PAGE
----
Oranga nuku, oranga kai, oranga tangata / healthy soil, healthy food, healthy people.
“The only way to ensure that the chickens you are eating are genuinely free range is to choose organic,” says Marion Wood, co-chair of the Soil & Health Association. “And what better time to start than during Organic Week which is right now.”
She points out that there is no enforceable industry standard for free-range farming. Farms are regularly audited by the Ministry of Primary Industries for food safety standards, but these standards do not relate to auditing free-range farming practices.
“What this means is that the scope of a ‘free-range’ label on your chickens is actually very wide. People think of happy chickens wandering in a field, but the reality is that the label ‘free range’ can be used by farms that confine their hens to small spaces or subject them to overcrowding. In 2014, it came to light that a farmer had been selling cage eggs as ‘free range’ for over two years – something that slipped under the radar because there was no authority checking such claims.”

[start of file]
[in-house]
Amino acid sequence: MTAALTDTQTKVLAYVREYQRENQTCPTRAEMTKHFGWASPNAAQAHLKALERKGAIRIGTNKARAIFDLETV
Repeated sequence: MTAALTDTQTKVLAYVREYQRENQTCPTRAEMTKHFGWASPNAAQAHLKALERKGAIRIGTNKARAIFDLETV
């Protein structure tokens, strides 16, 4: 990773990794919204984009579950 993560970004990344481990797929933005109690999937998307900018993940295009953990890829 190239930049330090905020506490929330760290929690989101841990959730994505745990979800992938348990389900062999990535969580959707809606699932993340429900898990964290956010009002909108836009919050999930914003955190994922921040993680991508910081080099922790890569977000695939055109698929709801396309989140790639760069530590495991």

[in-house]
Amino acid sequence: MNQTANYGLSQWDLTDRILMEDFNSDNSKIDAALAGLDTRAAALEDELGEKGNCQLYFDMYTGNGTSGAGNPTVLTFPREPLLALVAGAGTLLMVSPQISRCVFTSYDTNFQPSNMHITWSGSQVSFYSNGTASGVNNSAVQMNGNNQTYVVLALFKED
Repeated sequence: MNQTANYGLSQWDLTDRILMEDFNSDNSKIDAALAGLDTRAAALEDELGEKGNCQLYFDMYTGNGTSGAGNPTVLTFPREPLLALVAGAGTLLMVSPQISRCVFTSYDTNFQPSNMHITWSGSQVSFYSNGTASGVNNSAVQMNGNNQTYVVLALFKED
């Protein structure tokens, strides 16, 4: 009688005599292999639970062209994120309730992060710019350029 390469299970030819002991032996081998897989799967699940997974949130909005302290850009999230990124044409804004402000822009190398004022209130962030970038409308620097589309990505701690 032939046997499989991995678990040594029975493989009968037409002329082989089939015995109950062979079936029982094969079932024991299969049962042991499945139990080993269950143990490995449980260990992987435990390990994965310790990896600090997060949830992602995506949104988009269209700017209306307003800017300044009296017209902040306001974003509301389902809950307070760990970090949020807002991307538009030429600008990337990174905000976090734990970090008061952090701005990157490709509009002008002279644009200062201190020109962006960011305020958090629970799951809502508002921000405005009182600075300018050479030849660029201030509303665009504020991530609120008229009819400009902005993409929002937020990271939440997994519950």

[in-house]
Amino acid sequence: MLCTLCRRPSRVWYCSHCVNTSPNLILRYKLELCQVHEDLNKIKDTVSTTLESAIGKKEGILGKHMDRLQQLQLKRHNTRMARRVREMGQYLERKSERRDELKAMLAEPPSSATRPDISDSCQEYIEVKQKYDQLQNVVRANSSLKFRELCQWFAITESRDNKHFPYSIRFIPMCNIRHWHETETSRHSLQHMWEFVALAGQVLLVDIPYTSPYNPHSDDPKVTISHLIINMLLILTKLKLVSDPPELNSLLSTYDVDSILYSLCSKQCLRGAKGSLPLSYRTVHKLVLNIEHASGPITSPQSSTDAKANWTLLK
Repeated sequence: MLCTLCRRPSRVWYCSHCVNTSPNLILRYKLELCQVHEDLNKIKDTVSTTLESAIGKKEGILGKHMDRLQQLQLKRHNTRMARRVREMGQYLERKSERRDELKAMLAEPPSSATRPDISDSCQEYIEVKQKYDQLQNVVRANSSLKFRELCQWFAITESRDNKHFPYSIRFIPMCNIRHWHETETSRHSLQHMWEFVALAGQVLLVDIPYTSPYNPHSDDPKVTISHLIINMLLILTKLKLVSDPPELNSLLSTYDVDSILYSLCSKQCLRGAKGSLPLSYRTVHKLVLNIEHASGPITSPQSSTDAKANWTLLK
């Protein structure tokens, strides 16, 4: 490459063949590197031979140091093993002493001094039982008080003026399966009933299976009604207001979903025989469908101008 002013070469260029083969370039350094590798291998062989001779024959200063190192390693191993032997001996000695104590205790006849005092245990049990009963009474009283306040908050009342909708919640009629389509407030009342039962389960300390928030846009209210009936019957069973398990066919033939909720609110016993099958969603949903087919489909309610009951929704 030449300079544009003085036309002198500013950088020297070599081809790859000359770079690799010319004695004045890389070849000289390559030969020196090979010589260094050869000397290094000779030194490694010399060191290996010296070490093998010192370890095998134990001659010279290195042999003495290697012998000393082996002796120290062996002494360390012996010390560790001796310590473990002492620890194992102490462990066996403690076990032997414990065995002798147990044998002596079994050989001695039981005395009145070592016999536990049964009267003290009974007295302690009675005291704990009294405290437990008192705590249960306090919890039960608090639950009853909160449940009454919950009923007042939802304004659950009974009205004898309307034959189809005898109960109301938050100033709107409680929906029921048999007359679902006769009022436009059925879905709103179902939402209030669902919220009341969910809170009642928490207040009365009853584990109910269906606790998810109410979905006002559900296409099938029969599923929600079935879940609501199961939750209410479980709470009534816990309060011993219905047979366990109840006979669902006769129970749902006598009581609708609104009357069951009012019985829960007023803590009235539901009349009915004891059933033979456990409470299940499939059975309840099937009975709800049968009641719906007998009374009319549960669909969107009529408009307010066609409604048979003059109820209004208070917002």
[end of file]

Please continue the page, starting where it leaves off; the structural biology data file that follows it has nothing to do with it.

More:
But if you choose certified organic chickens, says Soil & Health, you know that the hens are looked after and their quality of life guaranteed because the farms are audited every year.
To get BioGro certification, farms must not have more than 10 hens per square metre in fixed housing or 16 per square metre in mobile sheds. Hens must have unrestricted access to outside runs and access to fresh grass or a forage crop containing a diversity of species. Other organic standards are similar.
Marion Wood suggests everyone makes the change in Organic Week.
“Organic food is grown naturally without the routine use of synthetic pesticides or fertilisers. Certified organic chickens are healthy chickens with a good quality of life – something that the label ‘free-range’ alone doesn’t guarantee.”
Contact: Marion Wood, 022 032 7122